Skip to main content

Class Blog with Google Sites

Got blogs? 

I love class blogs. When I taught fourth grade five years ago, I had students blog about reading. Students would write book reviews, share their comprehension strategies, and carry conversations about articles related to science topics we were covering in class. A few days per week, we'd scoot down to the computer lab and share our thoughts. I also had five PC's in the back of the classroom where students could rotate in and out if they were itching to tell about their latest read. My students loved it, and I loved it as well because all my students' thoughts about reading were in one place! The lines of communication were powerful. 

Third graders blogging on iPads.
Fast forward a few years and along came What an awesome platform for student blogging! The activity stream down the middle was perfect for teachers to check the latest activity. The controls it gave teachers were awesome as many similar blogging platforms were starting to charge for many of the features Kidblog gave for free. However, Kidblog is now charging for their service. I understand that they have to make money, and this blog post is in no way an attempt to take away from their product. However, I wanted to provide a free alternative for my teachers. So if you are a Google Apps for Education school district, you'll want to continue reading. 

Class blog template

I created a template using Google Sites somewhat similar to the format of Kidblog. It has the stream of posts down the center, access to all student blogs in a list, and students can easily add images, videos and text. However, it is missing the categories and tags that most blogs have. It is also missing the ability to approve posts before they are published, but a teacher can quickly check the history on the site if there were ever an issue.

There are some benefits over the Kidblog platform though. Students can insert video straight from their Google Drive instead of embedding it from YouTube. Students can also easily insert presentations and documents directly into their blog. So if they want to talk about a project they are working on in Google, they can easily add it to their post. They can also add numerous gadgets to customize their own page.

What really took me a long time to create were all the tutorials! I added tutorials built right into the template so you and your students can get started right away. So if your students want to customize their page or need to know how to post, the tutorial is there. If a teacher needs to know how to adjust permission levels or add students, the tutorial is there. I hope you find them helpful. If you find that I am missing some directions, please let me know so I can add them.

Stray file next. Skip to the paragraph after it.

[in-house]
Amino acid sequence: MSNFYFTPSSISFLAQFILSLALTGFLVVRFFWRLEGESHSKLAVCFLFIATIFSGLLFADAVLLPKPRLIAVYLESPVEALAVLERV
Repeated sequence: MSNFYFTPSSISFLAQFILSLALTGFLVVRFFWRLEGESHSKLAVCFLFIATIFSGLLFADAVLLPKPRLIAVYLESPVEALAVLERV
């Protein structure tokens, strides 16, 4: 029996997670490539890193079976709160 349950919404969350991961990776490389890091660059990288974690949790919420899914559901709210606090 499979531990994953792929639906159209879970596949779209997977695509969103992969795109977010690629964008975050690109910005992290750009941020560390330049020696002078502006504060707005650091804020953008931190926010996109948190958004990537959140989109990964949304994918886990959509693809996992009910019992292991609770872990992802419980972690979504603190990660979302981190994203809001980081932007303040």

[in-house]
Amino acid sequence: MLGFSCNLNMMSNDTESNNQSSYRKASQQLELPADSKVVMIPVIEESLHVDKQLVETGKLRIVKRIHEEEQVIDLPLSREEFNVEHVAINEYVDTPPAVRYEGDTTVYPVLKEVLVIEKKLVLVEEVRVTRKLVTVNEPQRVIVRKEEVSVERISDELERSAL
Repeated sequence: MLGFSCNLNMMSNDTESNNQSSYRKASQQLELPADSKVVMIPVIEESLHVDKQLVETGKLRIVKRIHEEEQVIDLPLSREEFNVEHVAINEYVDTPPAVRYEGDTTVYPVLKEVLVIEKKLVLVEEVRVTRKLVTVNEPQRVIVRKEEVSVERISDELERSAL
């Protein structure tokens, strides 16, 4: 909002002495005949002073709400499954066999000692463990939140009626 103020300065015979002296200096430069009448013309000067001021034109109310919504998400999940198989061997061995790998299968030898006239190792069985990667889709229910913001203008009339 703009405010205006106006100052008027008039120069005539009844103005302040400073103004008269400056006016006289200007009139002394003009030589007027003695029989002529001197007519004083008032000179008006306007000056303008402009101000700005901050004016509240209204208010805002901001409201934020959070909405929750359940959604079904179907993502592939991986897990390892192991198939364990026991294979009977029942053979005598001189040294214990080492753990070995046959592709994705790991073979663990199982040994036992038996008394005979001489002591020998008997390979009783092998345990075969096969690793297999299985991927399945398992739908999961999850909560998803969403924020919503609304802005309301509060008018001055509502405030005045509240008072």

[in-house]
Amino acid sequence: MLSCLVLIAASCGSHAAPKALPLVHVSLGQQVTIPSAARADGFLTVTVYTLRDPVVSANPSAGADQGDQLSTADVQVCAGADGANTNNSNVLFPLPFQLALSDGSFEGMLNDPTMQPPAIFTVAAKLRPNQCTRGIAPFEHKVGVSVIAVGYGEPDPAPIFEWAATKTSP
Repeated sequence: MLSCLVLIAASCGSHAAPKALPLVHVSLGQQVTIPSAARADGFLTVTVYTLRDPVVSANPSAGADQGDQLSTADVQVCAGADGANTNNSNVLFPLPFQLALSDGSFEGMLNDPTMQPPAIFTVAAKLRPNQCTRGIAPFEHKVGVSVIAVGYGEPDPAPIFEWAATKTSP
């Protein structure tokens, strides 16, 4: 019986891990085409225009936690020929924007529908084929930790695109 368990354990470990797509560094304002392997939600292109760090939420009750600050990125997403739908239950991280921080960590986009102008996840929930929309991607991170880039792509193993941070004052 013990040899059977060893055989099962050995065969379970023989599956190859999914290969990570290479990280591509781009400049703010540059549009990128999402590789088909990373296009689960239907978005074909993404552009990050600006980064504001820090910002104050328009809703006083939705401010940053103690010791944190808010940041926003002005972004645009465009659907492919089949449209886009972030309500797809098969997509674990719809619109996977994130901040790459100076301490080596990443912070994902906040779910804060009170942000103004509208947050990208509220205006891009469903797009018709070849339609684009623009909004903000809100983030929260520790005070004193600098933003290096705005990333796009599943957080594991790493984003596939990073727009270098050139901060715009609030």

Here's a quick overview of the template: 

If you'd like to download the template, click here.

Why not Blogger?

I've been posting about using Blogger over the last few years. It is a great communication tool for teachers. It is a great communication tool for students. The only problem with Blogger is that users must be over 13 to use it. Even with the Google Apps for Education suite, it is not considered a "core app." Therefore users must abide by the terms of service that Google requires in a personal setting. One of those items is the age restriction. So if you have students under the age of 13 and you are in a Google Apps for Education school district, try out the template! See if it will work for you and your class. 

You have a what?

I get a lot of questions about blogging. Especially when it comes to launching your blog. Launching your blog properly is essential. Blogging is not a magic tool that will fix all your students' learning issues. So here are some tips. 
  1. Set expectations. Make sure your students understand what kind of posts you desire. Model your expectations and spend time highlighting great posts from classmates. You have to set the bar high. 
  2. Set rules for commenting. One of the biggest issues with an online realm is novelty of it. Students will try to throw in silly comments; comments that I refer to as "littering the Internet." 
  3. Review! Review the expectations repeatedly. Continuously highlight great posts and great comments. 
For a more detailed description of these tips, click here


  1. With this setup, is there a way for students to comment on the posts of other students?

  2. Sounds to me like to do that they all have to have editing access. I am trying to figure out the most efficient way... not sure about giving editing access to everyone up front.

  3. Hi Lance, I have used this a couple of years ago and want to use it again. I am blocked as needing permission to download the template again. Can you help me out? Thanks, Leslie Hill


Post a Comment